In any particular circumstances, however, it is the Tribunal’s role to make a decision as to whether the code has been breached. An adviser should ultimately take their own independent legal advice on any issue of the code that they remain unsure about.

If, during the licence renewal process, it appears that an adviser has breached the code and they do not take steps to address this when it is raised with them, the Authority may either make an own motion complaint to the Tribunal or, if it relates to competency, refuse the licence application.


Christchurch adviser has licence cancelled for dishonesty

A Christchurch adviser has had her licence cancelled for dishonesty.

Christine Yap, of the Migration Bureau operated by Oceania Development Group, claimed her fees were in line with industry standards while charging an hourly rate of $545 and using various devices to further inflate that to $587 an hour.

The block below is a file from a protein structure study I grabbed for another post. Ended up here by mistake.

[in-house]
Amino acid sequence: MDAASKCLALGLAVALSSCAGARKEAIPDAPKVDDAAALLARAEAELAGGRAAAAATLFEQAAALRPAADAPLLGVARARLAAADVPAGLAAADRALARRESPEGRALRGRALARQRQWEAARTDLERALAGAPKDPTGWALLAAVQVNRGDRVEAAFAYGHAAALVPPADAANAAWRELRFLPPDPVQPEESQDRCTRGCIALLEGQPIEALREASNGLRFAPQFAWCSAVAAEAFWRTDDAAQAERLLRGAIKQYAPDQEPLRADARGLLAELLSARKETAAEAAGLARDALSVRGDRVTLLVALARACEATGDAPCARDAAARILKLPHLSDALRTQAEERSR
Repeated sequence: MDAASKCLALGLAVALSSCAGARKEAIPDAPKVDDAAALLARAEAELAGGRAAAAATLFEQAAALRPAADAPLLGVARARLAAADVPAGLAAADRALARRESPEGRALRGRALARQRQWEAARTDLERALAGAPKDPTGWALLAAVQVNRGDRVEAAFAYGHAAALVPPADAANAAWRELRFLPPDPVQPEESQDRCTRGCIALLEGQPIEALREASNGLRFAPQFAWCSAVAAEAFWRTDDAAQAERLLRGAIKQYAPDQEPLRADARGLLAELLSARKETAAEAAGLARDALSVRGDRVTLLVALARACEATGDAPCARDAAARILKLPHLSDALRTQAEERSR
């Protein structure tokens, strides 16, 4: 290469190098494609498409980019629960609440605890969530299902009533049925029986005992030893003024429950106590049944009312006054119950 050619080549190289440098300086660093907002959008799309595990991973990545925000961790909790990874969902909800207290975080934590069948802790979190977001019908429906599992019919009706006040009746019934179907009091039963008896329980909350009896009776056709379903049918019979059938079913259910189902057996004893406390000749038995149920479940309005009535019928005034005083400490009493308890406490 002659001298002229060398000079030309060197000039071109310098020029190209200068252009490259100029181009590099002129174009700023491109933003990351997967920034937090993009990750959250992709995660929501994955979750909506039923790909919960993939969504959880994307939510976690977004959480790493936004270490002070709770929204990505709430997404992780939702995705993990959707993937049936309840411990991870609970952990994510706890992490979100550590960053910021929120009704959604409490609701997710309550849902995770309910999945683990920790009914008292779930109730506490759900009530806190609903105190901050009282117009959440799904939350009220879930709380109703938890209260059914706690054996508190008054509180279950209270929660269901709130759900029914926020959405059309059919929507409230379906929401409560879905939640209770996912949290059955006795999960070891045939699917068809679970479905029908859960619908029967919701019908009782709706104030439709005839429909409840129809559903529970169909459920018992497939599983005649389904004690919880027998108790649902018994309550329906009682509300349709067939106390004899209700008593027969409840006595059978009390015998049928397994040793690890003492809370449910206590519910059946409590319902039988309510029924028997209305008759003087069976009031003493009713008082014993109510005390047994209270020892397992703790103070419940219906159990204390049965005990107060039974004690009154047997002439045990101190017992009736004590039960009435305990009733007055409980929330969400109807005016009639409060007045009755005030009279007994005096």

The Immigration Advisers Complaints and Disciplinary Tribunal confirmed that charging sign-on fees was unacceptable.

The Tribunal chair said: “Ms Yap provided no evidence that demonstrated any of the rates were fair and reasonable on the conventional grounds on which costs would be reviewed. She has never provided any direct evidence of hourly rates or established the rates were fair and reasonable.”

Registrar of Immigration Advisers Barry Smedts said advisers could take several lessons from the decision.

“At each stage of a disagreement, the adviser has the ability to influence the final outcome.  Before an issue becomes a complaint, the adviser has the opportunity to work out a way to resolve the disagreement amicably. After a complaint has been made, the adviser has the chance to present their work and fees to the Tribunal openly and professionally.